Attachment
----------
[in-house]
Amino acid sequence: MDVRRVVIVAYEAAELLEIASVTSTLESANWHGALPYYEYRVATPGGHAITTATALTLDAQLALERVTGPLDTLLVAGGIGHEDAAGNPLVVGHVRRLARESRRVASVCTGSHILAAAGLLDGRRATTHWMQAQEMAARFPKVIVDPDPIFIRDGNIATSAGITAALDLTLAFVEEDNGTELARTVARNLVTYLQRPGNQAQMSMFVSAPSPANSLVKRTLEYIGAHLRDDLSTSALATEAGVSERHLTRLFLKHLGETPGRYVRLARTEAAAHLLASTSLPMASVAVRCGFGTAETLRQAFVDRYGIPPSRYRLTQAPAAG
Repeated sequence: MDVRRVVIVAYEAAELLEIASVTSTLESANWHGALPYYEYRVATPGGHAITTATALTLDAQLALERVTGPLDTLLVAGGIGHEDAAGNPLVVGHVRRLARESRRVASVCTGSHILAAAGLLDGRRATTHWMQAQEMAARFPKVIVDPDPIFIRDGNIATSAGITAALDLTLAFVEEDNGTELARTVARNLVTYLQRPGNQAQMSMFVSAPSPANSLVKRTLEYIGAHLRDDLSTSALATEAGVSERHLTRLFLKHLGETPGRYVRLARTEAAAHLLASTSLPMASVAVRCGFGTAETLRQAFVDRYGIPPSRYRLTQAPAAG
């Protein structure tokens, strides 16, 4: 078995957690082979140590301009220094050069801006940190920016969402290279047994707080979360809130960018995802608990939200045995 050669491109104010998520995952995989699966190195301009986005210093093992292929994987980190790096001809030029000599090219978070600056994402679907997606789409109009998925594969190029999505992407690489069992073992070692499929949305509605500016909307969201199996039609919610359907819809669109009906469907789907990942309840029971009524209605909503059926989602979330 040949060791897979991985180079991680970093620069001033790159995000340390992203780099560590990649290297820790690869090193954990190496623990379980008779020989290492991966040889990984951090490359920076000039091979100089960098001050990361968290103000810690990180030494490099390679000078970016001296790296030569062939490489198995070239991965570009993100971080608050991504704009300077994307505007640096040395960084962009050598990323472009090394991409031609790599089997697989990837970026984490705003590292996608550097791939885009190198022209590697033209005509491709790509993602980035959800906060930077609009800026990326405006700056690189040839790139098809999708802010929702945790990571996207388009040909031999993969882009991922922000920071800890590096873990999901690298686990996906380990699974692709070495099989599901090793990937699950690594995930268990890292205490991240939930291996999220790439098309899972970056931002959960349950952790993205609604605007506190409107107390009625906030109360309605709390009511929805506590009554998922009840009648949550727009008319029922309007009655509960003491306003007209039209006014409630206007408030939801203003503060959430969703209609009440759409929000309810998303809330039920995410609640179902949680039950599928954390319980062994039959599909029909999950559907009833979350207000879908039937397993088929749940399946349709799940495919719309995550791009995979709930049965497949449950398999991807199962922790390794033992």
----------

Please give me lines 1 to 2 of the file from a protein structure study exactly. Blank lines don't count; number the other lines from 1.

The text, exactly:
[in-house]
Amino acid sequence: MDVRRVVIVAYEAAELLEIASVTSTLESANWHGALPYYEYRVATPGGHAITTATALTLDAQLALERVTGPLDTLLVAGGIGHEDAAGNPLVVGHVRRLARESRRVASVCTGSHILAAAGLLDGRRATTHWMQAQEMAARFPKVIVDPDPIFIRDGNIATSAGITAALDLTLAFVEEDNGTELARTVARNLVTYLQRPGNQAQMSMFVSAPSPANSLVKRTLEYIGAHLRDDLSTSALATEAGVSERHLTRLFLKHLGETPGRYVRLARTEAAAHLLASTSLPMASVAVRCGFGTAETLRQAFVDRYGIPPSRYRLTQAPAAG